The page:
The 10 Best Progressive Rock Albums Of All Time

Progressive rock often contracted to prog rock or prog, is a genre of music revolutionized in the late 1960s and early 1970s to break the norm of rock and configuration limits. The music scene during the time frame entered an era of upheaval where the phenomenon of the British invasion, psychedelic rock and protest music transpired. This transformation of musical grounds led to the emergence of groundbreaking bands such as Pink Floyd, King Crimson, and Genesis, just to name a few. These bands proclaimed the intricacy of prog-rock through the integration of other conflicting musical elements including jazz and classical. Diversity in the progressive rock genre is further enriched with the homogenization of impressionistic and fantastical lyrics along with expanded instrumentals. In this article, a selection of the top 10 prog rock albums of all time is highlighted for every devoted fan of this genre.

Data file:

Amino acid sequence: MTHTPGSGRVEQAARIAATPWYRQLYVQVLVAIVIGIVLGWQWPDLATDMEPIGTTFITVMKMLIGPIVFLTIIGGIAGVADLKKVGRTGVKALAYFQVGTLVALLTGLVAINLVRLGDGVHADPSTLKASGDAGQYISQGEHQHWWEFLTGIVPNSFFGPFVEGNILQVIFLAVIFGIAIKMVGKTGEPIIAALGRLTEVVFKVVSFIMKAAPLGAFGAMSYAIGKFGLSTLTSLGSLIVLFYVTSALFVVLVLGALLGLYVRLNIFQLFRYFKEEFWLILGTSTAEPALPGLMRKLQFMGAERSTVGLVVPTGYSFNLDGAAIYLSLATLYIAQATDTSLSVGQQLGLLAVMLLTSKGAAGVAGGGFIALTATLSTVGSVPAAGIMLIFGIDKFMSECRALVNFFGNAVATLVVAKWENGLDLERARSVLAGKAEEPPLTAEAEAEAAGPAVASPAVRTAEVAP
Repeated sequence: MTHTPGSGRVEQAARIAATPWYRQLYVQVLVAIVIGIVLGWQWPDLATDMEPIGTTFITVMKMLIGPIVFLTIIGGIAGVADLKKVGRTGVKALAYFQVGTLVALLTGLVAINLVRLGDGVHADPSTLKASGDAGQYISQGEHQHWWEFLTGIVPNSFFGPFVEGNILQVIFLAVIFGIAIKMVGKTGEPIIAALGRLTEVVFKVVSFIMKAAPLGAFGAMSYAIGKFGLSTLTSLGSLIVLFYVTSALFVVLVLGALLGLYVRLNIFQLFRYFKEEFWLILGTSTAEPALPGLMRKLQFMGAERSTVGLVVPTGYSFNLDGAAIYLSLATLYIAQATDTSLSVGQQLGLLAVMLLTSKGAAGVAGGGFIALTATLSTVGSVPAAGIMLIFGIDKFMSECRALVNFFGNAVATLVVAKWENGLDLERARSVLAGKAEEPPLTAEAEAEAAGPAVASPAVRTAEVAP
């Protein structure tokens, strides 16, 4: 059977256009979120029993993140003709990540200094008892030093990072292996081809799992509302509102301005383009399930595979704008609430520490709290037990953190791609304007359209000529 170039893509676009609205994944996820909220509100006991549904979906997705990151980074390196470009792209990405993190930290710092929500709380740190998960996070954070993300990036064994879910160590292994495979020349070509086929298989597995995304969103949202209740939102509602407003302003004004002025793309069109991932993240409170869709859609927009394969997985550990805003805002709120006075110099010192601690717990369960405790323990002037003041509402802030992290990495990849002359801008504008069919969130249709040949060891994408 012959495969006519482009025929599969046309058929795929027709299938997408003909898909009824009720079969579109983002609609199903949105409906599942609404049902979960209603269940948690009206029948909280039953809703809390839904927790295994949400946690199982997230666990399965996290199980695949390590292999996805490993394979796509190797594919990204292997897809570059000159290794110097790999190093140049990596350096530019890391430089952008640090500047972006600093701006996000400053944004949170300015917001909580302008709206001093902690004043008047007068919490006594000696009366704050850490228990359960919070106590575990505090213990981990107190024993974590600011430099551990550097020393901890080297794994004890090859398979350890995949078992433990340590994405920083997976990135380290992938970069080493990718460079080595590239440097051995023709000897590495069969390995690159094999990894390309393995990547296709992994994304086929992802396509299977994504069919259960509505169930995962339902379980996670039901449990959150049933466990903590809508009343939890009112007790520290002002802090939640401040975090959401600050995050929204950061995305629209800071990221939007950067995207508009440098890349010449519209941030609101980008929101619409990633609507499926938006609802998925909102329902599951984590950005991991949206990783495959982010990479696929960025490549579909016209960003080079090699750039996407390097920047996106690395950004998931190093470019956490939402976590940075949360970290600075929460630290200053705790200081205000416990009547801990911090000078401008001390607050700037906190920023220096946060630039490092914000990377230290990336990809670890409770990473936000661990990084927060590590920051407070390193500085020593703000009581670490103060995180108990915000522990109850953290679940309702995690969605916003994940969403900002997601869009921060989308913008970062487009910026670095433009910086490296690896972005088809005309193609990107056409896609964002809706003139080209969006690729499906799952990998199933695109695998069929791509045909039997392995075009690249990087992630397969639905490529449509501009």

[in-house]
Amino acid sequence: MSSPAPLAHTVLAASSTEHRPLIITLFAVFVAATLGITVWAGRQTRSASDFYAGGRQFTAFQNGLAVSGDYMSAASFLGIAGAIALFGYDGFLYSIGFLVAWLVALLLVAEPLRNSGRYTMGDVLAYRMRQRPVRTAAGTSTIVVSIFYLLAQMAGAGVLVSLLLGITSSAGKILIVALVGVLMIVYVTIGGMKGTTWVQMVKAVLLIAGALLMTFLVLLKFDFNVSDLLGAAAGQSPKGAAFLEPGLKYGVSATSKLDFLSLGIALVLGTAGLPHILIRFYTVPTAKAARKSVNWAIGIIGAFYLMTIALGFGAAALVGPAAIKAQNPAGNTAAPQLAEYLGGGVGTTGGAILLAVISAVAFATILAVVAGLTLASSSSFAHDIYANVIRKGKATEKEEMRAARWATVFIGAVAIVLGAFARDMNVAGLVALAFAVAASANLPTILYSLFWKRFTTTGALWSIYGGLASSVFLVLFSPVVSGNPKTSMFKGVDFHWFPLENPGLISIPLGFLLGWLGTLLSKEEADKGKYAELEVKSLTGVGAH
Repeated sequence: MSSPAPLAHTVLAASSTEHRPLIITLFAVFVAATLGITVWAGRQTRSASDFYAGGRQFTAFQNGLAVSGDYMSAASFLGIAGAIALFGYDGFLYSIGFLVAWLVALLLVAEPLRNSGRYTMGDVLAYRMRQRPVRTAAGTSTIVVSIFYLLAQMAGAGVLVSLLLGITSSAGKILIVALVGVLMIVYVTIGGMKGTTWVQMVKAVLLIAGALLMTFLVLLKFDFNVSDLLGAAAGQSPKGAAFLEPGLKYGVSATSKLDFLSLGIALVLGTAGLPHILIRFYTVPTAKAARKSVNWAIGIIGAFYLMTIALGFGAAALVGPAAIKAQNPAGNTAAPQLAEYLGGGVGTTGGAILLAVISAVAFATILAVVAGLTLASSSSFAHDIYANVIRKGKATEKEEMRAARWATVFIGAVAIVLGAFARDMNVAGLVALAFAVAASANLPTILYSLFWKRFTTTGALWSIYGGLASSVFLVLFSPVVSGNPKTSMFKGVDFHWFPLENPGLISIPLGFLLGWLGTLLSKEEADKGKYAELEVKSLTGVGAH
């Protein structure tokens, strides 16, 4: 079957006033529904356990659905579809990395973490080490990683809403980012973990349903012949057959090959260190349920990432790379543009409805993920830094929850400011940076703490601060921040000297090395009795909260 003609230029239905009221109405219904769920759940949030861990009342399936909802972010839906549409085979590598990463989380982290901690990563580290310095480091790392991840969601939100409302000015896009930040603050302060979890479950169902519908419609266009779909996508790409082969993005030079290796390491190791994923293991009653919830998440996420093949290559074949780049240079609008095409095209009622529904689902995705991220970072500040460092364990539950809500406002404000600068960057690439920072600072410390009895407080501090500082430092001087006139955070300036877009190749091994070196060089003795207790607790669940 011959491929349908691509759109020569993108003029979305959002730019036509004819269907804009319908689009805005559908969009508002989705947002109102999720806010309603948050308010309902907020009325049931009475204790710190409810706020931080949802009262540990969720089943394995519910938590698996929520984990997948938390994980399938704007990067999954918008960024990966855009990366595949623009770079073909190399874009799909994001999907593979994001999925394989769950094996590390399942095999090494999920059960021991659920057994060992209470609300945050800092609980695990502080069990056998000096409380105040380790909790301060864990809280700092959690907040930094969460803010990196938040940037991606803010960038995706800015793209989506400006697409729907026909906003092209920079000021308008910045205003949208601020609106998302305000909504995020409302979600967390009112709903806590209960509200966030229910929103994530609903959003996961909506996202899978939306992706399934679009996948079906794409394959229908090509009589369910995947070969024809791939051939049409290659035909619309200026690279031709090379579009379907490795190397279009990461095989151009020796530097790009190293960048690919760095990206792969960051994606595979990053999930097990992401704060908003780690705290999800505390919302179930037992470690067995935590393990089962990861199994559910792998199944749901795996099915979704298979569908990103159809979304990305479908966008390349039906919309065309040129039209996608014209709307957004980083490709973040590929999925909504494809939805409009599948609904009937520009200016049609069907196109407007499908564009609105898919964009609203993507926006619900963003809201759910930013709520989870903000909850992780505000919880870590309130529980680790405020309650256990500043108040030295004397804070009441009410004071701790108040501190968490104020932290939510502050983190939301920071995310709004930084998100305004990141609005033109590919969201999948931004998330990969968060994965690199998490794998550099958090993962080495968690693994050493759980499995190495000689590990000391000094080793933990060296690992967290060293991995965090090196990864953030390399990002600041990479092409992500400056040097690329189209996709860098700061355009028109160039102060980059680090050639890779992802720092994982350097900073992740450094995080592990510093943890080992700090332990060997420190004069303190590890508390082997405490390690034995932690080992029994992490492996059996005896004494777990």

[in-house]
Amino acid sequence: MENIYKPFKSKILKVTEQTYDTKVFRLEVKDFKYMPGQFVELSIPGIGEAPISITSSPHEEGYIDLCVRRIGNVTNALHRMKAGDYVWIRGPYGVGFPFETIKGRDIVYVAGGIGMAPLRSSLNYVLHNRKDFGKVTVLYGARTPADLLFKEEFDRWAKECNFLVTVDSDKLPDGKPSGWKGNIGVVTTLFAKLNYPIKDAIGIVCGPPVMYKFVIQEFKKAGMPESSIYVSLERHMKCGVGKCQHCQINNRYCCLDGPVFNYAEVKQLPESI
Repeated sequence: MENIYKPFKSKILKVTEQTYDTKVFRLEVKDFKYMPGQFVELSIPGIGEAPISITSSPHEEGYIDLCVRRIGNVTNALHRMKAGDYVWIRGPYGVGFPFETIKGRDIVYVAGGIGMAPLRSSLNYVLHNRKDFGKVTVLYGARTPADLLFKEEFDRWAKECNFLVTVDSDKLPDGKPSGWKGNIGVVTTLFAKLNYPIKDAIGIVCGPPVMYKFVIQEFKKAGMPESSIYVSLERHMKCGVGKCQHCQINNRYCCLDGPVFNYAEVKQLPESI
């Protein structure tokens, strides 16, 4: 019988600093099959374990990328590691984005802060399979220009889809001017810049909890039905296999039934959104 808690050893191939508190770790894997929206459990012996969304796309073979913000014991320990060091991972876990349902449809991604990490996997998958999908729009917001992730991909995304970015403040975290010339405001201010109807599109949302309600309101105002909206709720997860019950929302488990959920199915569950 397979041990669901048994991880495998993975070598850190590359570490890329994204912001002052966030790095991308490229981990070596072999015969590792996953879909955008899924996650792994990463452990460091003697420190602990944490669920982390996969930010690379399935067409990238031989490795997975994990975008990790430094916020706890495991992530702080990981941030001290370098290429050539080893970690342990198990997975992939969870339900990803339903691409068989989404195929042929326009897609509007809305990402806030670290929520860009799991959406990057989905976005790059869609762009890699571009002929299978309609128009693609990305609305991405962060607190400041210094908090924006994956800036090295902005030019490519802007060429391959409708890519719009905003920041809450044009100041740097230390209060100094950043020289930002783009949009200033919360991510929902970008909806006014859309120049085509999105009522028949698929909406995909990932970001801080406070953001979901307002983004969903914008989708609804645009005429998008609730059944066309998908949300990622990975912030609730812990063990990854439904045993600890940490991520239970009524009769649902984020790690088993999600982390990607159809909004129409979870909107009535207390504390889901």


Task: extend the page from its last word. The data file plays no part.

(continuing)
10. Aqualung – Jethro Tull [1971]

 

Aqualung not only marks its name as Jethro Tull’s fourth official album but also the band’s highest-selling album in the band’s 50-year career. Ian Anderson expressed that Aqualung was not a concept album but the incidental merge and creation of the elements in the album made the non-deliberate intent even more innovative. The album’s two main themes are segregated into a mortal facet (side one) and a spiritual one, namely religion (side two) which are both amplified through loud and powerful lyrics. In the background, listeners are blessed with the musicianship and instrumental mesh of Martin Barre, John Evan, Clive Bunker and Martin Barre. Aqualung rightfully made it to the list for its creative blend of relevant subject matters and remarkable blend of musical compositions.

9. Animals – Pink Floyd [1977]